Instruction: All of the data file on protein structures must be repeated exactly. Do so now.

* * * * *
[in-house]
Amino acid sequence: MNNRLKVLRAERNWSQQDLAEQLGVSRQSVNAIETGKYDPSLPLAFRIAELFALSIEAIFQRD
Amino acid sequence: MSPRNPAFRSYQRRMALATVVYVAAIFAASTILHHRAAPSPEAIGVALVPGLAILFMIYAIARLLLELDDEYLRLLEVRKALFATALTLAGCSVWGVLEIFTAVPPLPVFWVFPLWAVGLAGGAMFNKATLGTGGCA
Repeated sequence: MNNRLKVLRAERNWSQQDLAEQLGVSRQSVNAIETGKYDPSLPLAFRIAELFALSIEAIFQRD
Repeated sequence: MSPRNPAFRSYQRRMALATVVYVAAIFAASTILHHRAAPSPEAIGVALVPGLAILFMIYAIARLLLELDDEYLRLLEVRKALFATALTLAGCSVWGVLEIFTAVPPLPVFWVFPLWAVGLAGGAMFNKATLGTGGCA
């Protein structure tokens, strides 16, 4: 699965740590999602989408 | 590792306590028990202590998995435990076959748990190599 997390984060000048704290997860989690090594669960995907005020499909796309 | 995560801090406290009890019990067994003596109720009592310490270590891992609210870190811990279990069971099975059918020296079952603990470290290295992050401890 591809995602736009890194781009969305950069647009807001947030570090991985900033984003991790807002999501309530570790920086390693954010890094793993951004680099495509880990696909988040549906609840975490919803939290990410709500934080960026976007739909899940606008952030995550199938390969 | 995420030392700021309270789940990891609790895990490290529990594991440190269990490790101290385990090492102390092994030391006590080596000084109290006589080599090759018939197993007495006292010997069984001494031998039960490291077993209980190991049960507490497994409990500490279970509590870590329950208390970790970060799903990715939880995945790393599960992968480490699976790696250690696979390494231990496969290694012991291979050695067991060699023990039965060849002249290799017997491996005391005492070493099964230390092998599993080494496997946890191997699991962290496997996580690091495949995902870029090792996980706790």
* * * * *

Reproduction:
[in-house]
Amino acid sequence: MNNRLKVLRAERNWSQQDLAEQLGVSRQSVNAIETGKYDPSLPLAFRIAELFALSIEAIFQRD
Amino acid sequence: MSPRNPAFRSYQRRMALATVVYVAAIFAASTILHHRAAPSPEAIGVALVPGLAILFMIYAIARLLLELDDEYLRLLEVRKALFATALTLAGCSVWGVLEIFTAVPPLPVFWVFPLWAVGLAGGAMFNKATLGTGGCA
Repeated sequence: MNNRLKVLRAERNWSQQDLAEQLGVSRQSVNAIETGKYDPSLPLAFRIAELFALSIEAIFQRD
Repeated sequence: MSPRNPAFRSYQRRMALATVVYVAAIFAASTILHHRAAPSPEAIGVALVPGLAILFMIYAIARLLLELDDEYLRLLEVRKALFATALTLAGCSVWGVLEIFTAVPPLPVFWVFPLWAVGLAGGAMFNKATLGTGGCA
């Protein structure tokens, strides 16, 4: 699965740590999602989408 | 590792306590028990202590998995435990076959748990190599 997390984060000048704290997860989690090594669960995907005020499909796309 | 995560801090406290009890019990067994003596109720009592310490270590891992609210870190811990279990069971099975059918020296079952603990470290290295992050401890 591809995602736009890194781009969305950069647009807001947030570090991985900033984003991790807002999501309530570790920086390693954010890094793993951004680099495509880990696909988040549906609840975490919803939290990410709500934080960026976007739909899940606008952030995550199938390969 | 995420030392700021309270789940990891609790895990490290529990594991440190269990490790101290385990090492102390092994030391006590080596000084109290006589080599090759018939197993007495006292010997069984001494031998039960490291077993209980190991049960507490497994409990500490279970509590870590329950208390970790970060799903990715939880995945790393599960992968480490699976790696250690696979390494231990496969290694012991291979050695067991060699023990039965060849002249290799017997491996005391005492070493099964230390092998599993080494496997946890191997699991962290496997996580690091495949995902870029090792996980706790």